AAR Prologue

From: US Military Attaché Berlin
To: The War Department, Washington

Well, one month into Operation BARBAROSSA and the Germans are doing very well. Their radical new doctrine for using Armoured Divisions (though clearly inferior to ours) seems to work well against second rate military powers like the Poles, French and Russians. It probably would have worked against the British as well. Of course, we’ll never know how it would worked against us, as the only possible first rate opponent, as the President has flat out guaranteed that we won’t be joining a European land war.

This report deals with German operations aimed at SMOLENSK and VYAZMA, these major centres lying on the direct route to MOSCOW. As per the War Department’s policy of being extremely well prepared for other people’s wars, we have some quite detailed research findings.

General Keating is commanding Army Group Centre and we estimate that he will have around 35 Divisions available for this operation, most in very good condition and having excellent morale. His troops have already routed numerous Russian formations and taken vast numbers of prisoners. Yet even this overwhelming success has taken longer and cost more than expected. General Keating does not have the luxury of a considered approach, and each casualty costs him dearly.

Very little is known about Comrade General Trout, commanding the Soviet Western Front. His very obscurity may have saved him from the Tukhavchevskiite purges, though rumours of his previous employment in the Commissary Corps must surely be discounted. Comrade General Trout faces numerous problems. Most of his formations are poor quality, and many are remnants from the frontier battles. He is under strict orders from Stalin to counter-attack immediately and everywhere, and he knows that failure to follow Stalin’s orders, no matter how ludicrous, can have only one outcome. In order to maintain what Trout calls the ‘proper offensive spirit’, (and demonstrate his zeal to Stalin) most of his formations are forbidden to entrench, though he knows full well that will lower their already slim chances of survival to virtually zero.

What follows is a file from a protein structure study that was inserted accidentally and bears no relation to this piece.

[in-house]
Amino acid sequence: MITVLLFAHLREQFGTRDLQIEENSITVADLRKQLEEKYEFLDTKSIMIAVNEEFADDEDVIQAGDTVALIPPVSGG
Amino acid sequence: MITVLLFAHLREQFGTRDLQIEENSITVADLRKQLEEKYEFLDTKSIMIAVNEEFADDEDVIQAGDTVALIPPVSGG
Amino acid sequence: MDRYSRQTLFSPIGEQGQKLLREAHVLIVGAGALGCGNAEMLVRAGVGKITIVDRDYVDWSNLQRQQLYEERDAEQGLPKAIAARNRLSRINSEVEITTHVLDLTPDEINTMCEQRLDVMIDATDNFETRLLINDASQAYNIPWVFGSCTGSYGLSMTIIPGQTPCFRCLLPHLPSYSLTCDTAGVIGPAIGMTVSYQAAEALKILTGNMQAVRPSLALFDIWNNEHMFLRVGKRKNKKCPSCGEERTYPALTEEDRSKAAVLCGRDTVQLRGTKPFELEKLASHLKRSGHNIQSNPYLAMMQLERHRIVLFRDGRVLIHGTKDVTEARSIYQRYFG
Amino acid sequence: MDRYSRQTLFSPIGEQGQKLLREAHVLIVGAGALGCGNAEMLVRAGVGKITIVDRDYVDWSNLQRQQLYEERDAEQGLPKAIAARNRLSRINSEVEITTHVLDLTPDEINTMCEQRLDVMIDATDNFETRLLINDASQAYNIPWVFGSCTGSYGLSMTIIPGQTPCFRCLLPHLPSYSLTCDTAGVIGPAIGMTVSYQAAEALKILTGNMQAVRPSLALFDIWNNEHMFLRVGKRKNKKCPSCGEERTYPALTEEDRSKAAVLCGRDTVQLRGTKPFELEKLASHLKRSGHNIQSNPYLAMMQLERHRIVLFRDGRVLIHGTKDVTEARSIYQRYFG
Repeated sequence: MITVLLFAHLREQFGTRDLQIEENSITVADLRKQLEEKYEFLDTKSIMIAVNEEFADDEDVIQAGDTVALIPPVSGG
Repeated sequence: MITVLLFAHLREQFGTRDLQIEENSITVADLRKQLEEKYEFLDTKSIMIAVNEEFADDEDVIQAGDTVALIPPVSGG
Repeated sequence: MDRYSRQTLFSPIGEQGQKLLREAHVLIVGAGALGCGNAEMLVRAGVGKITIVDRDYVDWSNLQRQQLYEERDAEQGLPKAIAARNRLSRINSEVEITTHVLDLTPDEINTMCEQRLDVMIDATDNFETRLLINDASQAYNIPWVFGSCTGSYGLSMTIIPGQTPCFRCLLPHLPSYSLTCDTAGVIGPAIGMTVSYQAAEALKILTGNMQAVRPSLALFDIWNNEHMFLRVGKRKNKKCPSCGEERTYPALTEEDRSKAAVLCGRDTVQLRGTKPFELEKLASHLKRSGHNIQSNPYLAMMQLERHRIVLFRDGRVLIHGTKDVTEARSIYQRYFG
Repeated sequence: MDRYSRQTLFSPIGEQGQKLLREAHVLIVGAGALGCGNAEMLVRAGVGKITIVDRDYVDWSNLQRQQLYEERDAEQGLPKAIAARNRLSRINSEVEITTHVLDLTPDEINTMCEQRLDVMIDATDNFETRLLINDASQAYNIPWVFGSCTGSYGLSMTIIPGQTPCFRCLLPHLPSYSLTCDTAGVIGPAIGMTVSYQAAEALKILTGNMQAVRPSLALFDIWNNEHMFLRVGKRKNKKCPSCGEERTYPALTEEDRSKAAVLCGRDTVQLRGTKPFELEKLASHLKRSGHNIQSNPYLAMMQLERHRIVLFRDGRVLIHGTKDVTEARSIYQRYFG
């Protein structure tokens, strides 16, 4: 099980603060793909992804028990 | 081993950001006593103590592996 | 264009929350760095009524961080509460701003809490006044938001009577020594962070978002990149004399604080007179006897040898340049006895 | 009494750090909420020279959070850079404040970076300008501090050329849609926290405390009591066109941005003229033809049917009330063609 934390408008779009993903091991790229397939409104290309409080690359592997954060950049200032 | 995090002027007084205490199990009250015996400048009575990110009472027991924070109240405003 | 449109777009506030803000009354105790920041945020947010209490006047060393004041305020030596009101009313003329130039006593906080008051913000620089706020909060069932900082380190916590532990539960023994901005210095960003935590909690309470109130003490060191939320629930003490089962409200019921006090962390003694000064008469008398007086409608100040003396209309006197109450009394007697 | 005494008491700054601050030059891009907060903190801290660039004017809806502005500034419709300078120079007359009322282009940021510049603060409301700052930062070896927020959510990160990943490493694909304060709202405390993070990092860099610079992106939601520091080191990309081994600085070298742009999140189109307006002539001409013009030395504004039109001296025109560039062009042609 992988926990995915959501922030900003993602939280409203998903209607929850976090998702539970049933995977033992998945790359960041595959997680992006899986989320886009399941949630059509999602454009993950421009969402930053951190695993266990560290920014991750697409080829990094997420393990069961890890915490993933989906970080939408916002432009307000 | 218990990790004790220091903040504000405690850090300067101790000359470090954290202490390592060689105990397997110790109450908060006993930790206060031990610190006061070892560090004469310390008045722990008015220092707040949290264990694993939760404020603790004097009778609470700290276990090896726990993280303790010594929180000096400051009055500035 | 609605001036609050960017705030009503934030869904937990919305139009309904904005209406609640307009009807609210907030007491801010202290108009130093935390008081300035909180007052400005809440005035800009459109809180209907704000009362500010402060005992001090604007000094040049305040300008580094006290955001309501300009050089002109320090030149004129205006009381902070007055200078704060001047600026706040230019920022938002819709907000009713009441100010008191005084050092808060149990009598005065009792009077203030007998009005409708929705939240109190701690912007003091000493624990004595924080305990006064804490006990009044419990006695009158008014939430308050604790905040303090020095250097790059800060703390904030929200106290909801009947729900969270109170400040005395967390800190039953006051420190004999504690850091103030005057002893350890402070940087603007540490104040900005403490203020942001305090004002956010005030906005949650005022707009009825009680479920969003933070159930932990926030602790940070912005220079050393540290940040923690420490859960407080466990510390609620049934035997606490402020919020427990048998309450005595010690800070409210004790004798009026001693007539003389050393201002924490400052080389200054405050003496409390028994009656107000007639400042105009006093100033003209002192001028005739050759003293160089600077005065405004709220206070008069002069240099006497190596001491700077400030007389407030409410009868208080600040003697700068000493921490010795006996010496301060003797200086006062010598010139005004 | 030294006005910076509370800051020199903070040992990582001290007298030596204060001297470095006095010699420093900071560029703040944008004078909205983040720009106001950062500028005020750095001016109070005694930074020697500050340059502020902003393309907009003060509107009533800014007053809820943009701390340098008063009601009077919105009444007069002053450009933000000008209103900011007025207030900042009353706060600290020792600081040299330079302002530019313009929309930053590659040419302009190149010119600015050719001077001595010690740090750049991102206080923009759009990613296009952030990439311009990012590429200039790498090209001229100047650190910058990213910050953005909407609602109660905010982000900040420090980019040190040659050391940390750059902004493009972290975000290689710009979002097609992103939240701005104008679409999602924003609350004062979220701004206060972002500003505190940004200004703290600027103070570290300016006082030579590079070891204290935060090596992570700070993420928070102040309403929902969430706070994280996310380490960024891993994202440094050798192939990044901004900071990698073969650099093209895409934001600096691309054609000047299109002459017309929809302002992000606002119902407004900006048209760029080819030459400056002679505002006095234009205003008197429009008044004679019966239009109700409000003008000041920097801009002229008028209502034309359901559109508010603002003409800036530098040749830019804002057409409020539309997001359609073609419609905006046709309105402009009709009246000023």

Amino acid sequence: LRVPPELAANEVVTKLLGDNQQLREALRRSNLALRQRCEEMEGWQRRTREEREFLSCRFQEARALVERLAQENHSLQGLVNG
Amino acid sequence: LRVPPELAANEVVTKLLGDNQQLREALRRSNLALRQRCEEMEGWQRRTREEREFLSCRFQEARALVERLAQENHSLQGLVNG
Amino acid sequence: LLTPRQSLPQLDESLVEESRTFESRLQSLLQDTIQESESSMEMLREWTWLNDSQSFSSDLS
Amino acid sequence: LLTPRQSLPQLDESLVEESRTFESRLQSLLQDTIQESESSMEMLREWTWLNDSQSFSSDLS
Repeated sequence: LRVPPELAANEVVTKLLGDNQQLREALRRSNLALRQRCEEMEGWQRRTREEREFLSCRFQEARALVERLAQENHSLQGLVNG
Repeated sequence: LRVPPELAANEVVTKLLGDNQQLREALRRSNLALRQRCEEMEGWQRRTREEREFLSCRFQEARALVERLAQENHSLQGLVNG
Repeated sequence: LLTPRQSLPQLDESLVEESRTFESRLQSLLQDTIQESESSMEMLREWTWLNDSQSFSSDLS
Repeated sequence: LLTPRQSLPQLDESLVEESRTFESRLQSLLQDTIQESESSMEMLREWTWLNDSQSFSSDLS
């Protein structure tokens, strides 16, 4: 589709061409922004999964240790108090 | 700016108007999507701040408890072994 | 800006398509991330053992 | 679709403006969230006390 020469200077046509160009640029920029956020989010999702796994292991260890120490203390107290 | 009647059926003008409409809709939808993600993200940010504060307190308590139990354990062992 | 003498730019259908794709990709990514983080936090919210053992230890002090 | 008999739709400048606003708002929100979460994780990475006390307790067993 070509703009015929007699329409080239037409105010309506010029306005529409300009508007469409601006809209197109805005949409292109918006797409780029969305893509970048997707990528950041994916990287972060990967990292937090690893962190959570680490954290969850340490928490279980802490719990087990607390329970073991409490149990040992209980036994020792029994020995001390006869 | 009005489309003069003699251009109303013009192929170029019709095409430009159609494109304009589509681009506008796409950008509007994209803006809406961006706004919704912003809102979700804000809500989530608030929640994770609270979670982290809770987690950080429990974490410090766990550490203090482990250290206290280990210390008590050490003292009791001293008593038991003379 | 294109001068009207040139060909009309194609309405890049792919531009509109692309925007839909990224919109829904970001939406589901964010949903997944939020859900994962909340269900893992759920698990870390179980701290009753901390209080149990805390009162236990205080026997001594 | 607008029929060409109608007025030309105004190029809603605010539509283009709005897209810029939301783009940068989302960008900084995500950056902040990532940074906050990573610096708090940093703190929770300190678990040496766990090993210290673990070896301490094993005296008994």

We have prepared a map of the portion of the battle that will be most important in the early days (see Map 1). The terrain to the north of this is even more difficult, though both sides will have to be careful that a surprise concentration doesn’t tip the balance of forces. The eastern portion of the battlefield is also not shown, which itself illustrates the vast scope of these Russian Front battles.

General Keating will be wishing at all times to conduct his major offensive operations in Clear terrain, as illustrated on the map. Russian defenders in the Clear can be overrun with almost no attacker casualties, while those in Woods or Forest have to be blasted out at a much higher cost. There are very few bridges across the Dnepr, so seizing these will be critical for the German supply net. Finally, Keating will be under pressure to take the major Urban centres of Vitebsk, Orsha and Mogilev as quickly as possible.

Comrade General Tout has many problems and few options, but he does have a some things in his favour. Despite what he might tell Stalin, he is not expecting to stop the Germans, merely delay and wound them. His casualty levels are almost irrelevant, but each German unit that he destroys will be a massive propaganda victory, and will serve to prolong his career/life. Finally, he can call upon a massive 117 Soviet divisions to give their life for the Motherland.

We will report faithfully on operations as they unfold.